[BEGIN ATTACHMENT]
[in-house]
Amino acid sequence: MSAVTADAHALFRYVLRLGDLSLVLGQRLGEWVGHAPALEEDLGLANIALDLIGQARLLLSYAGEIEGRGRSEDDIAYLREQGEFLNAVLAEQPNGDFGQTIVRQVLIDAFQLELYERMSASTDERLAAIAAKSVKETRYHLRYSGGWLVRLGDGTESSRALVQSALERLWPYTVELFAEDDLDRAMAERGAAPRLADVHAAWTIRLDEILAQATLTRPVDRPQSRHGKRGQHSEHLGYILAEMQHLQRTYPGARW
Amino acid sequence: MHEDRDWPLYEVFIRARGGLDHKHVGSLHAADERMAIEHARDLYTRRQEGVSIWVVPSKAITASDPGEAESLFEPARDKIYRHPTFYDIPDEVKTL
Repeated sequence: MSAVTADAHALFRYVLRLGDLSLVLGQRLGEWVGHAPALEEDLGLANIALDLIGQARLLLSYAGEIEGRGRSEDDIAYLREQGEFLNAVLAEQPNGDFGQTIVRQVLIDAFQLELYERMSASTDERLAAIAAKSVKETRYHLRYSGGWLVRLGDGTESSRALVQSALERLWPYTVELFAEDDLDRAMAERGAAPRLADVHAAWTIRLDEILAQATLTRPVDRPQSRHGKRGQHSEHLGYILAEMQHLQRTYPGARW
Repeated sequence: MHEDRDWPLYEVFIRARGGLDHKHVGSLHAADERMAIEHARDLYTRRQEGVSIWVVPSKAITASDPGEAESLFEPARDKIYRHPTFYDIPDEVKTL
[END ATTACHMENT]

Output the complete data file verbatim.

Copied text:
[in-house]
Amino acid sequence: MSAVTADAHALFRYVLRLGDLSLVLGQRLGEWVGHAPALEEDLGLANIALDLIGQARLLLSYAGEIEGRGRSEDDIAYLREQGEFLNAVLAEQPNGDFGQTIVRQVLIDAFQLELYERMSASTDERLAAIAAKSVKETRYHLRYSGGWLVRLGDGTESSRALVQSALERLWPYTVELFAEDDLDRAMAERGAAPRLADVHAAWTIRLDEILAQATLTRPVDRPQSRHGKRGQHSEHLGYILAEMQHLQRTYPGARW
Amino acid sequence: MHEDRDWPLYEVFIRARGGLDHKHVGSLHAADERMAIEHARDLYTRRQEGVSIWVVPSKAITASDPGEAESLFEPARDKIYRHPTFYDIPDEVKTL
Repeated sequence: MSAVTADAHALFRYVLRLGDLSLVLGQRLGEWVGHAPALEEDLGLANIALDLIGQARLLLSYAGEIEGRGRSEDDIAYLREQGEFLNAVLAEQPNGDFGQTIVRQVLIDAFQLELYERMSASTDERLAAIAAKSVKETRYHLRYSGGWLVRLGDGTESSRALVQSALERLWPYTVELFAEDDLDRAMAERGAAPRLADVHAAWTIRLDEILAQATLTRPVDRPQSRHGKRGQHSEHLGYILAEMQHLQRTYPGARW
Repeated sequence: MHEDRDWPLYEVFIRARGGLDHKHVGSLHAADERMAIEHARDLYTRRQEGVSIWVVPSKAITASDPGEAESLFEPARDKIYRHPTFYDIPDEVKTL